Author(s): Schwartz J, Angle C, Pitcher H
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Abstract The second National Health and Nutrition Examination Survey, 1976 to 1980, incorporated medical history, physical examination, anthropometric measurements, dietary information (24-hour recall and food frequency), laboratory tests, and radiographs. In linear regressions of adjusted data from 2,695 children aged 7 years and younger, 91\% of the variance in height, 72\% of the variance in weight, and 58\% of the variance in chest circumference were explained by six variables: age, race, sex, blood lead level, total calories or protein, and hematocrit or transferrin saturation level. Variables that did not significantly improve the models predicting growth included family income, degree of urbanization, serum albumin, copper, iron, and zinc levels, dietary carbohydrate, fat, calcium, potassium, phosphorus, vitamin A, vitamin C, niacin, riboflavin, and thiamine. The highly significant correlation of blood lead level with growth does not contradict the established association of childhood deprivation with increased lead exposure and with nutritional deficiences known to enhance lead absorption. Blood lead level may also represent a composite marker for unidentified genetic, ethnic, environmental, and sociocultural variables, other than race, sex, and nutrition, that affect growth. However, the correlation of stature, particularly height, with blood lead levels in the range of 5 to 35 micrograms/dL is so statistically significant that it merits investigation in other surveys and consideration of the multiple biologic mechanisms by which low-level lead exposure could impair the growth of children.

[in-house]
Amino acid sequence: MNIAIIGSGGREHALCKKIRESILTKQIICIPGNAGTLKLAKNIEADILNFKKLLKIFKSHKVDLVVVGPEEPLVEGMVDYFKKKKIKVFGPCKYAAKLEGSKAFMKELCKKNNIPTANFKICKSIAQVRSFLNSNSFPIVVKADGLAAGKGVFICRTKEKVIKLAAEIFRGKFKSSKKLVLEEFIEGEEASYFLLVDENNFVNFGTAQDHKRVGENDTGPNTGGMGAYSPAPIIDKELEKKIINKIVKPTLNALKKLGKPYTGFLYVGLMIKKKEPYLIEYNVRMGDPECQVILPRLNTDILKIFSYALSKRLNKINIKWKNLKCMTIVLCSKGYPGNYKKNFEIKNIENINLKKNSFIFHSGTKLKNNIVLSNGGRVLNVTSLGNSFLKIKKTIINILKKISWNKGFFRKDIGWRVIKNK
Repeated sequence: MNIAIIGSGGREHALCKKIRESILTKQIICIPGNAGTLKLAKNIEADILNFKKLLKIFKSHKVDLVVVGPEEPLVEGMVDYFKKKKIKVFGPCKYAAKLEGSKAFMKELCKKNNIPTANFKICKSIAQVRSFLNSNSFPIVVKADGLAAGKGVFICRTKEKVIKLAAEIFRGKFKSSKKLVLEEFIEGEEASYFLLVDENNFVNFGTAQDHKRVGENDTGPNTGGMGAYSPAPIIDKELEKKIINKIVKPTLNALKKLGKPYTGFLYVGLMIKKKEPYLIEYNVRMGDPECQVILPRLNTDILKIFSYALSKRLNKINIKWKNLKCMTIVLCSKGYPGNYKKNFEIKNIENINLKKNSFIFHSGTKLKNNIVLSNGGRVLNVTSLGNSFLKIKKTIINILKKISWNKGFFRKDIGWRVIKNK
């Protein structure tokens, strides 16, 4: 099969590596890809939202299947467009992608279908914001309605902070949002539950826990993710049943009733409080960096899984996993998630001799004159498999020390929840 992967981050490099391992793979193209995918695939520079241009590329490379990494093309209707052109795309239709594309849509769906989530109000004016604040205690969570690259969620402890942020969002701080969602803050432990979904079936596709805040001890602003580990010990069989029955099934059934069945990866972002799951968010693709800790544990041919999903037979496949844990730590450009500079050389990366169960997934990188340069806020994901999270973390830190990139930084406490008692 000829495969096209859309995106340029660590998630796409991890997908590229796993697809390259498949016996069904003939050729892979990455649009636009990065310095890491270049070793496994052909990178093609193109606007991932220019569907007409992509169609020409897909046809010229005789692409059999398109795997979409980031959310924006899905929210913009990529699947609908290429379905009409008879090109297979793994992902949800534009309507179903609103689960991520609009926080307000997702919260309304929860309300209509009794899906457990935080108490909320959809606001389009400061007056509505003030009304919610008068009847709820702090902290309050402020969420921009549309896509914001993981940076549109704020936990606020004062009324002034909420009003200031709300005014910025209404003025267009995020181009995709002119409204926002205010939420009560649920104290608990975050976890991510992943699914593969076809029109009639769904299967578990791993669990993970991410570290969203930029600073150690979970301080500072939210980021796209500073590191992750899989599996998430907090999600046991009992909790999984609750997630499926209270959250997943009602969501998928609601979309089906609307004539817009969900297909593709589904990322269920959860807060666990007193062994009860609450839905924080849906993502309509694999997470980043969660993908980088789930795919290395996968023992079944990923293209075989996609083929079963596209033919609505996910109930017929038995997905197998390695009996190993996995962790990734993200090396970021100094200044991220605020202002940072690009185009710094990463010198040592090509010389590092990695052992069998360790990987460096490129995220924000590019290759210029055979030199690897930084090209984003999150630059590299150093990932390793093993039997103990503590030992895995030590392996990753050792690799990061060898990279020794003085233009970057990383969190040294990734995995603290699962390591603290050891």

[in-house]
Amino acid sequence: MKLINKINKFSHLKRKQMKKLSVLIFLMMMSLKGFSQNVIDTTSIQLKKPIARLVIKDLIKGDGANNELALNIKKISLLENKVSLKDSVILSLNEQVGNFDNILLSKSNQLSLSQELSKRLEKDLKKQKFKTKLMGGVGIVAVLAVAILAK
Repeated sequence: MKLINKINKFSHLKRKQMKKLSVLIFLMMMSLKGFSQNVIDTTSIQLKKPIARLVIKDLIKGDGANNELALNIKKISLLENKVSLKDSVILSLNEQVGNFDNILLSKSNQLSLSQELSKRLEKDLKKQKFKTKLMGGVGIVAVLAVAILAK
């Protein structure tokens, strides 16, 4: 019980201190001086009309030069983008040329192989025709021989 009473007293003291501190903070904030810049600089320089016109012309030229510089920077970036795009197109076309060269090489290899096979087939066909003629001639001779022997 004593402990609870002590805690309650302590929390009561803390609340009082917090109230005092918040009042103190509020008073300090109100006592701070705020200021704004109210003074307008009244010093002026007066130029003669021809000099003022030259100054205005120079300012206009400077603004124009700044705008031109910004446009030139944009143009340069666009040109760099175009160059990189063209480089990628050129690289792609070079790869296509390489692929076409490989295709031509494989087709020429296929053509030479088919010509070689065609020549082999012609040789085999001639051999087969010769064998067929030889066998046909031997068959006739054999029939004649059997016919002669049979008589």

This article was published in Pediatrics
and referenced in Journal of Health & Medical Informatics